On the other hand, Aqab Malik, security and strategy analyst at Pakistan’s National Defense University, believes that “India doesn’t want to engage because Americans are angry at Pakistan” and they (the Americans) are seeking a greater role for India in ending the Afghanistan conflict.
“It’s also mutual interest,” he said speaking to Arab News, and referring to the uncanny relationship between US President Donald Trump and Indian Prime Minister Narendra Modi. He stressed that even in “100 years” India would not be friends with Pakistan. “Thinking otherwise would be living in a fool’s paradise.”
“We can’t compete in any way with India except when it comes to nuclear weapons. India has long term aims but we don’t and that’s why they don’t care about opening communication channels,” said Malik, explaining the large differences between both countries and noting that Pakistan is on the weaker footing.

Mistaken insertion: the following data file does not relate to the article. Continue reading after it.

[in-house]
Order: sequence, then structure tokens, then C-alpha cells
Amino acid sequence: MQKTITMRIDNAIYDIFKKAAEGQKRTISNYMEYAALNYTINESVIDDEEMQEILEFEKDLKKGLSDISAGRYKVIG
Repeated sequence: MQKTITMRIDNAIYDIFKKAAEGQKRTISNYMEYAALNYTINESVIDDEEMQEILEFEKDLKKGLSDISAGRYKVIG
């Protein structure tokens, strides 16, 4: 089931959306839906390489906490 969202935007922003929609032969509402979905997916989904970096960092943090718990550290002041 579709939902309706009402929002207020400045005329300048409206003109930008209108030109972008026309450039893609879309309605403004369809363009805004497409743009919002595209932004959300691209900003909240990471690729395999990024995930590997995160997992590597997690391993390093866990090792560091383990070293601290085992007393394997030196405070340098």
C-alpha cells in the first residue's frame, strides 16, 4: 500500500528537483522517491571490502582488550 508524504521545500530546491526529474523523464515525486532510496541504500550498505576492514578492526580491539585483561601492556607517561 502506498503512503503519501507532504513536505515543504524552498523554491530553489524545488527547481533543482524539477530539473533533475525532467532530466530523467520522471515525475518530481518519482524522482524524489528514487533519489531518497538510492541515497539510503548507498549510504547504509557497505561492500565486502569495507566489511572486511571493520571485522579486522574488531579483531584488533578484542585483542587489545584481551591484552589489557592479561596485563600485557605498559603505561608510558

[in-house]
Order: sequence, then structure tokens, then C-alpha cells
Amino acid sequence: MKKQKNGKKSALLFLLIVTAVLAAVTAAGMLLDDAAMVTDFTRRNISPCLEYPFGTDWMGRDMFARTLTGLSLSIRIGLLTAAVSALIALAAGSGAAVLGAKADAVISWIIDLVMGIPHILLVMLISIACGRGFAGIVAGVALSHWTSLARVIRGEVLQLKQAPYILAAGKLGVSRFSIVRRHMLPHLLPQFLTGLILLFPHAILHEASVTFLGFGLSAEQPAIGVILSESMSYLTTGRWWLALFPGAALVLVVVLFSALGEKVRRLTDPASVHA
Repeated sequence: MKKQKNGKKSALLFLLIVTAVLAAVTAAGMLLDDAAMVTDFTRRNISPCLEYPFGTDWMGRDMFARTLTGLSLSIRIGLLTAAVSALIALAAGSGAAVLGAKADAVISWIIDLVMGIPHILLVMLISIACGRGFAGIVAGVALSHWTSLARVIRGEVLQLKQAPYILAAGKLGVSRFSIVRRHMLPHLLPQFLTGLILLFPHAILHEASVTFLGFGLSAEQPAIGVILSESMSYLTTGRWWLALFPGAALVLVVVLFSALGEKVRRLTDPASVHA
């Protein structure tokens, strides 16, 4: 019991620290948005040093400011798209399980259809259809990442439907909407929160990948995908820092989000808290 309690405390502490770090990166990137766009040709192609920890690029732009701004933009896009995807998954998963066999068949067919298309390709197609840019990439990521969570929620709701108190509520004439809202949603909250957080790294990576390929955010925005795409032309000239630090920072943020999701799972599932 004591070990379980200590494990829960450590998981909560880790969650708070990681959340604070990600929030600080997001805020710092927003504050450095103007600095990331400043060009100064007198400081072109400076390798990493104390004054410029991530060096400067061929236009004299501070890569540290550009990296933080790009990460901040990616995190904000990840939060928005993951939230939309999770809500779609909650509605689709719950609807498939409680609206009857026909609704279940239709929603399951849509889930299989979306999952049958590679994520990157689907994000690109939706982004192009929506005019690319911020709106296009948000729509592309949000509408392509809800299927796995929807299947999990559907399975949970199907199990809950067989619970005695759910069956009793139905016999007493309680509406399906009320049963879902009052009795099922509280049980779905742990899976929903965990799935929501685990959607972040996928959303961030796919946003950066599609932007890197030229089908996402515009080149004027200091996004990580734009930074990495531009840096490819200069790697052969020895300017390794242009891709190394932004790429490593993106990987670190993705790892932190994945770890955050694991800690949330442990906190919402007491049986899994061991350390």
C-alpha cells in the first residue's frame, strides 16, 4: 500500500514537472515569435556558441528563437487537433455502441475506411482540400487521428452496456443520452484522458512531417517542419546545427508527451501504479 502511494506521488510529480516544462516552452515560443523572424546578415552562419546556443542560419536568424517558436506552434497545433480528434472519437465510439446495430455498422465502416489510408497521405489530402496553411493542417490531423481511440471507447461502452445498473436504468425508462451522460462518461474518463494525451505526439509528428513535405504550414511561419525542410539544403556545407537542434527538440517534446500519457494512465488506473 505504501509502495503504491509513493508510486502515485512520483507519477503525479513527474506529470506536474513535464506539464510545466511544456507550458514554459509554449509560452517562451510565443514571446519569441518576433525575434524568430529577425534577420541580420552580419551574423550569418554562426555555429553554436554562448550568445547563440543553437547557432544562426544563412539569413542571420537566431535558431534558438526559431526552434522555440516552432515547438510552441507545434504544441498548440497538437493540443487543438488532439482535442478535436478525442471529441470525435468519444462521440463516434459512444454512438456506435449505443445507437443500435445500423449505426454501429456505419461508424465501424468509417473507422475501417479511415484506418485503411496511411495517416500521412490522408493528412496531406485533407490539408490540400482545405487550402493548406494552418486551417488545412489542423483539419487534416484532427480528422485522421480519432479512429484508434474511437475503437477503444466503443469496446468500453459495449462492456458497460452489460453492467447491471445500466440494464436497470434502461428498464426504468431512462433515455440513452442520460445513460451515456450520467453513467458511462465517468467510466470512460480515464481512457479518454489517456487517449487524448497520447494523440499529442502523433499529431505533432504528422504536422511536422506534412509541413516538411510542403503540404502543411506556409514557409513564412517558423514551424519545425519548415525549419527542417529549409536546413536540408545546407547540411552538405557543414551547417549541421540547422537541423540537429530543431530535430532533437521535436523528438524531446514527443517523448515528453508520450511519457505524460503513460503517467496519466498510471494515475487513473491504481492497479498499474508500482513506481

Over the last 15 months the militaries of both countries have violated the cease-fire agreement — India claiming over 600 and Pakistan countering with a claim of 700 violations. The trust deficit has only grown over several decades with a dimming of hopes for a viable solution to end the Kashmir and eastern border dispute.
Pakistan’s foreign secretary, briefing the heads of missions of the permanent members of the UN Security Council in Islamabad, stressed the unprecedented escalation by Indian occupation forces at the line of control and the working boundary in 2017. She expressed grave concern over the increased frequency and duration of indiscriminate firing/shelling from the Indian side, deliberately targeting villages and civilian populated areas. This has resulted up to now in the deaths of 45 civilians and injuries to 155, including women and children.